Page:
Uncategorized

University reps, NCAA gather for official hearing

Nearly three years into an alleged improper benefits investigation that shook the UM community and athletic department, the NCAA is finally forming a verdict.
President Donna E. Shalala, football coach Al Golden and other university representatives gathered in Indianapolis on June 14 for the official hearing.
But the scandal has proved troublesome for Miami, rogue booster Nevin Shapiro and the NCAA alike.
The governing body itself was mired in controversy several months back, when members of the NCAA enforcement staff who sought information about the alleged rampant misconduct at UM had to face questions about their own unethical behavior.
The NCAA placed its investigation into the Miami athletic department on hold, and turned its attention to the association’s own staff.
Several former employees apparently worked with the criminal defense attorney for Shapiro to obtain information during an unrelated bankruptcy proceeding. Shapiro, who said he doled out thousands of impermissible benefits to several dozen athletes, prompted the NCAA’s investigation in the first place.
The NCAA does not have subpoena power, meaning the information it gained through Shapiro’s attorney would not have been otherwise accessible.
“To say the least, I am angered and saddened by this situation,” NCAA President Mark Emmert said in a teleconference at the time. “Trust and credibility are essential to our regulatory tasks. My intent is to ensure our investigatory functions operate with integrity and are fair and consistent with our member schools, athletics staff and most importantly our student-athletes.”
Similarly, UM President Donna E. Shalala released a statement to express her discontent.
“Since the University first alerted the NCAA to the possibility of violations more than two years ago, we have been cooperative and compliant with the NCAA and, I believe, a model for how institutions should partner with NCAA staff during investigations,” the statement read. “I am frustrated, disappointed and concerned by President Emmert’s announcement today that the integrity of the investigation may have been compromised by the NCAA staff.”
The university received its notice of allegations from the NCAA Feb. 20, as did former Hurricanes coaches who violated ethical conduct rules during their time at the school.
Despite the dismissal of a reported 20 percent of the evidence against Miami – including interviews with two close acquaintances of  Shapiro – the school was charged with a lack of institutional control.
The NCAA enforcement committee was found to have improperly obtained the aforementioned evidence, a lapse in protocol Emmert called “an embarrassment to the association and our staff.”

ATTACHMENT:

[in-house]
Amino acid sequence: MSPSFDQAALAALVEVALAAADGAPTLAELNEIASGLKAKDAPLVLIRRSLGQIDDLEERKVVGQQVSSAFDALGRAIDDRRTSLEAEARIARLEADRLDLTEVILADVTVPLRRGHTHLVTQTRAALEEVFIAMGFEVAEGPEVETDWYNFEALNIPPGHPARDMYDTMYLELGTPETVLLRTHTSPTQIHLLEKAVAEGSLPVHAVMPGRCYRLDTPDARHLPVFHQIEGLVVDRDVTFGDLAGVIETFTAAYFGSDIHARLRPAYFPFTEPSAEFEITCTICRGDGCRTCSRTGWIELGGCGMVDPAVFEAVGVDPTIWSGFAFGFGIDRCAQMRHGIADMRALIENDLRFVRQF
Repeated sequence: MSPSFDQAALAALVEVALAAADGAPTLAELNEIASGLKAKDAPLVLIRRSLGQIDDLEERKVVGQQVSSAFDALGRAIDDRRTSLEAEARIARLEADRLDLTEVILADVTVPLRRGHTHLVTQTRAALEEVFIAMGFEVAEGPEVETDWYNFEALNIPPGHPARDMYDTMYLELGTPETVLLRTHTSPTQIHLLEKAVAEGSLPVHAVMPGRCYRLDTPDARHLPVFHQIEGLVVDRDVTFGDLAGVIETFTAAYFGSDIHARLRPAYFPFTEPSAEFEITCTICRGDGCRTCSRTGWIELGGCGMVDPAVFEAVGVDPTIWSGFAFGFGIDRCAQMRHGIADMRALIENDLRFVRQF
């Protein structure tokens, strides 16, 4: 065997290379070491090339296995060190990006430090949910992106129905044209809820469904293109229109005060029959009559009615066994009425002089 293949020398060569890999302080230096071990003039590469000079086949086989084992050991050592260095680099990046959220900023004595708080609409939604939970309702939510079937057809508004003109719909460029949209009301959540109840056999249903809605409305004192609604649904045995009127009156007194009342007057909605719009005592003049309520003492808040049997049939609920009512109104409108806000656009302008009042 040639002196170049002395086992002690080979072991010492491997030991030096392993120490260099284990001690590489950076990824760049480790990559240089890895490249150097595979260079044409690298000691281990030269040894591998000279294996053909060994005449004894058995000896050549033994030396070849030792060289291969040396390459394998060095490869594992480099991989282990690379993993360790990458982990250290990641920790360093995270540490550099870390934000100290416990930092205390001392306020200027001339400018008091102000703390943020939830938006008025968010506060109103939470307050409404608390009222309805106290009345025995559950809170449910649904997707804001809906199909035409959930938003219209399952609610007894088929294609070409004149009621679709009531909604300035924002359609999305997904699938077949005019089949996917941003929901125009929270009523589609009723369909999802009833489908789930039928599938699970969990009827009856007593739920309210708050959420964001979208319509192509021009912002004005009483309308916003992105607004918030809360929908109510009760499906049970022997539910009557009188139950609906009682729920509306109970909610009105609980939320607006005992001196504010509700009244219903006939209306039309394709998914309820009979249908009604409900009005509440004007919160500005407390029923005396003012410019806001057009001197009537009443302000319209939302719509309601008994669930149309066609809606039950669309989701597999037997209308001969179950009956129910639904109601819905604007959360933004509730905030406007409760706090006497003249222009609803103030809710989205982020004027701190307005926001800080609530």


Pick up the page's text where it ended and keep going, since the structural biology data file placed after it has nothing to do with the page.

Miami had 90 days to officially respond to its notice of allegations.
Shalala remained steadfast throughout that the university should face no further punitive measures.
“We have worked hard to improve our compliance oversight, and we have already self-imposed harsh sanctions,” Shalala said in a statement, referring to two football bowl game forfeitures and several scholarship reductions. “We deeply regret any violations, but we have suffered enough.”
Plus, the university went on the offensive, calling into question the legitimacy of an NCAA investigation that lacked integrity and thoroughness.
“Most of the sensationalized media accounts of Shapiro’s claims are found nowhere in the notice of allegations,” Shalala said. “The fabricated story played well – the facts did not.”
The NCAA Committee on Infractions will likely take six to eight weeks to reach a verdict and hand out penalties. Visit themiamihurricane.com for the latest on this investigation as more information becomes available.

June 21, 2013

Reporters

Spencer Dandes


Around the Web
  • Miami Herald
  • UM News
  • Error

University of Miami linebacker Jamie Gordinier has had another unfortunate setback, effectively side ...

The calmest coach on the planet got mad Friday after football practice. University of Miami coach Ma ...

Lester Williams wasn’t on the field playing for the Miami Hurricanes when they won their first natio ...

An extremely frustrated University of Miami football coach Mark Richt began his media availability b ...

UM chatter: • One lesson learned in recent years, as one UM official put it: Don’t get your hopes up ...

UM’s new chief academic officer holds some 40 patents, and in 2017 was inducted into the National Ac ...

University of Miami students and researchers are blogging during a month-long expedition in the Gulf ...

María de Lourdes Dieck-Assad, a world-renowned economist and former ambassador, fills a new role for ...

Through the U Dreamers Grant, DACA students find essential support as they pursue their college degr ...

UM students talk about their internships up north in a city that never sleeps. ...

RSS Error: A feed could not be found at http://www.hurricanesports.com/. A feed with an invalid mime type may fall victim to this error, or SimplePie was unable to auto-discover it.. Use force_feed() if you are certain this URL is a real feed.

TMH Twitter Feed
About TMH

The Miami Hurricane is the student newspaper of the University of Miami in Coral Gables, Fla. The newspaper is edited and produced by undergraduate students at UM and is published weekly on Thursdays during the regular academic year.